Last week was a good week. Two women--and get this, from science and medicine no less--were featured in the New York Times: Agnes Varis, 81, founder of a drug company, and Hanna Segal, 92, a psychoanalyst. Varis, the eighth child of Greek immigrants and the only one to attend college, turned her chemistry degree and $50,000 into a multi-million dollar drug company. Her profits allowed her in her second life to become a gadfly and philanthropist. Among the causes she promoted were generic drugs, opera and jazz, and Democratic politics. Several years ago, Varis sent a favorite book to some of the 200 drug industry executives she had antagonized with her endorsement of generic pharmaceuticals. It was a signed copy of Hillary Rodham Clinton's "It Takes a Village."
Segal, on the other hand, was a daughter of privilege. She was born into a cultured, well-to-do family in Poland in 1918. Her father was a lawyer, art critic and newspaper critic. (This being the Times, her mother wasn't mentioned.) She studied psychiatry and literature in Warsaw and when the Germans invaded Poland, she moved with her family to London to finish her studies. Segal wrote five books and numerous papers herself but she is best known for translating her mentor Dr. Melanie Klein's studies on play therapy for a wider audience. Unlike Anna Freud, who used dolls and other toys to help children understand their conscious behavoirs, Klein found the tools useful in reaching deeper, unconscious feelings, particularly in exploring the mother-infant bond. In a rare 1999 interview, Segal described the foundation of her life's intersts: "I read Proust first, before Freud. And I simply realized that there was nothing, absolutely nothing, more fascinating than human nature."
This week, to my surprise, I hit the jackpot in Times obits: A Woman of Color! The headline read: "Jane White--Actress Who Found Racial Attitudes To Be An Obstacle, Dies at 88. White was an actress in Shakespearean and Greek plays who never achieved the stardom she deserved--at least in her opinion. She attributed her failure to her skin color which was too dark for white roles and too light for blacks roles. Like President Obama, she was the child of mixed race parents. White's mother was of black, white and Cherokee origin; her father identified himself as black but by his calculation was only 1/64 African-American. He was a civil rights advocate and executive secretary of NAACP. White herself used have to wear "white face" to play such Broadway roles as the queen in Once Upon a Mattress with Carol Burnett as the princess. Her shame in denying her race led her to retire prematurely to Italy--she had Mediterrean coloring--but returned to her acting career in her 60s. A graduate of Smith College, she explained in an essay for the college's women's history archive: "I'm only 69. There's still time, if my legs hold out. And, if nothing else, bringing humanity to the stage makes a difference in the world."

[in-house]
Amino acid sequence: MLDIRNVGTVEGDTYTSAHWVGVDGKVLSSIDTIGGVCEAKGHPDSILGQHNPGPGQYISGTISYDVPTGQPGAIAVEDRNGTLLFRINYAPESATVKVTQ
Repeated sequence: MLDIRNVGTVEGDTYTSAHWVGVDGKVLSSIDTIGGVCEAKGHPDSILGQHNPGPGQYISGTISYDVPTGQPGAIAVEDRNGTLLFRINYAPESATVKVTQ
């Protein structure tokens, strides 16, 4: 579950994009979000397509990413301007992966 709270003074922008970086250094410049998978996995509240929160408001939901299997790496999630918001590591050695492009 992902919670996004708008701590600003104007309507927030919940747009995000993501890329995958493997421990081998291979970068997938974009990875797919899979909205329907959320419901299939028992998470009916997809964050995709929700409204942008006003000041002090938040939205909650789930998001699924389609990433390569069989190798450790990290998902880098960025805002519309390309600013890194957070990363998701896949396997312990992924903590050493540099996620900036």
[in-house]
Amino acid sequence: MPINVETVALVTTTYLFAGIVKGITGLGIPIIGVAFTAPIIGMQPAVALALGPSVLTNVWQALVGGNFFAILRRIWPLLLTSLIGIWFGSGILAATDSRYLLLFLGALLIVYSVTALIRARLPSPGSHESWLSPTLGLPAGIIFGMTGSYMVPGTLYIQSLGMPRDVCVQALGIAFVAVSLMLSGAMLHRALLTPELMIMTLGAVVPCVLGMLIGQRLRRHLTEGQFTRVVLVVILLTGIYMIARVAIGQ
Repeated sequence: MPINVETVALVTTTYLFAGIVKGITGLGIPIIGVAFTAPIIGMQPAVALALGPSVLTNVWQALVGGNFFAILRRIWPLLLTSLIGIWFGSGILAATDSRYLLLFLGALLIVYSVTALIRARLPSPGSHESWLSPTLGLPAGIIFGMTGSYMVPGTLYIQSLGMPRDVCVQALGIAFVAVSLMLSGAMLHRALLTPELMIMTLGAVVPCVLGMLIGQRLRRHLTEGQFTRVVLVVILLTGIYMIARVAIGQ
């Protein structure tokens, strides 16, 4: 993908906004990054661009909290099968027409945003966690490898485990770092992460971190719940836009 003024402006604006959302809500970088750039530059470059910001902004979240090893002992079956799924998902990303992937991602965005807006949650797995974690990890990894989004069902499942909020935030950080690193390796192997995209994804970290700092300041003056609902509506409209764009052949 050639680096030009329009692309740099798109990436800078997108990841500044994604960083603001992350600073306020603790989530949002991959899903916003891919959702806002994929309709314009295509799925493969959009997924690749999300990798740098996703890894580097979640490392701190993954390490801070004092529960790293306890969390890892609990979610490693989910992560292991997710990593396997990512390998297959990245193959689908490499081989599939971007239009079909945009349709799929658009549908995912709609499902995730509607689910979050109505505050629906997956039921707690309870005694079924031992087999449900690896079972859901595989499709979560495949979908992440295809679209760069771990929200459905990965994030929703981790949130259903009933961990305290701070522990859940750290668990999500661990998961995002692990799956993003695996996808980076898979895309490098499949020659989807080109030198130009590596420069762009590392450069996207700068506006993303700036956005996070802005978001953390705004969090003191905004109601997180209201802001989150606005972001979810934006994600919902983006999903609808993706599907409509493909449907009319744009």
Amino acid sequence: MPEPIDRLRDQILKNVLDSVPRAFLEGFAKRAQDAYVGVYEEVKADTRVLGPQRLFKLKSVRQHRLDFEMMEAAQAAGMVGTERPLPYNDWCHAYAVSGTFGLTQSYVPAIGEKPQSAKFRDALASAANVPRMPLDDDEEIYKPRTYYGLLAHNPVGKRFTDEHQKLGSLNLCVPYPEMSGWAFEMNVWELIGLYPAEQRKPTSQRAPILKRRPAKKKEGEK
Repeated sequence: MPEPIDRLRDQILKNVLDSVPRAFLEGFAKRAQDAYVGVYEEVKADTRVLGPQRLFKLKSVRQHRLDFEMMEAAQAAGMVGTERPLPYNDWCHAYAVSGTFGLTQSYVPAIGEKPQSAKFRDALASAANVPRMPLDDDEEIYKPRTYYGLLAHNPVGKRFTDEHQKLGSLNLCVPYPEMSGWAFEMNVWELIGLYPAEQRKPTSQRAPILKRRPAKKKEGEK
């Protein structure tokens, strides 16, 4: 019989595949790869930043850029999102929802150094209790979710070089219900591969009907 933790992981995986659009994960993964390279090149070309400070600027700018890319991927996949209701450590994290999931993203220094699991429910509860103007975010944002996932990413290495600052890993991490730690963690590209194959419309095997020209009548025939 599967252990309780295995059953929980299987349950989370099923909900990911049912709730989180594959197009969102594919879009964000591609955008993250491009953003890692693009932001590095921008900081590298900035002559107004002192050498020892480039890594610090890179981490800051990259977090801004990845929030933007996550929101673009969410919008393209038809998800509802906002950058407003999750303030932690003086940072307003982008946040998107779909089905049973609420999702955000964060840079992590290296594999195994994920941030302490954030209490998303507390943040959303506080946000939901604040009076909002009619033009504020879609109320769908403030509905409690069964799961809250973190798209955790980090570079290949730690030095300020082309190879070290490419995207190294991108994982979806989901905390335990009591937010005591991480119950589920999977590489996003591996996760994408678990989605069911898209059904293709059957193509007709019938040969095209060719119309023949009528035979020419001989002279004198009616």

Why am I drawn to obituaries? In the chronicles of the dead, I often find life affirming lessons and uplifting messages. There is joy in reading about a life well-lived. Sometimes there is also humor, often pathos, but always a sense of community. Remember 9/11's portraits of grief? They put human faces to a mind-numbing terrorist attack. They made it real. If for no other reason, I read obits because they are, in fact, a good read. The other day, while I visiting friends in Rhinebeck, N.Y, I happened to walk through an old cemetary right in the center of town and took the pictures that accompany this post. Many of the dead had served in the Revolutionary war, many were the family members of the fallen. I was struck by the simplicity of the worn stones with only the names, the dates , and perhaps their primary role in life: wife, mother, widow, husband, son, soldier. I was struck that in this cemetary from hundreds of years earlier there was an equality in the modest slabs that marked their graves, an equality that these men and women never knew in life. I read obituaries because they mark our progress as a culture and a civilization, and they renew my hope that we are headed in the right direction where every death--like every life--matters.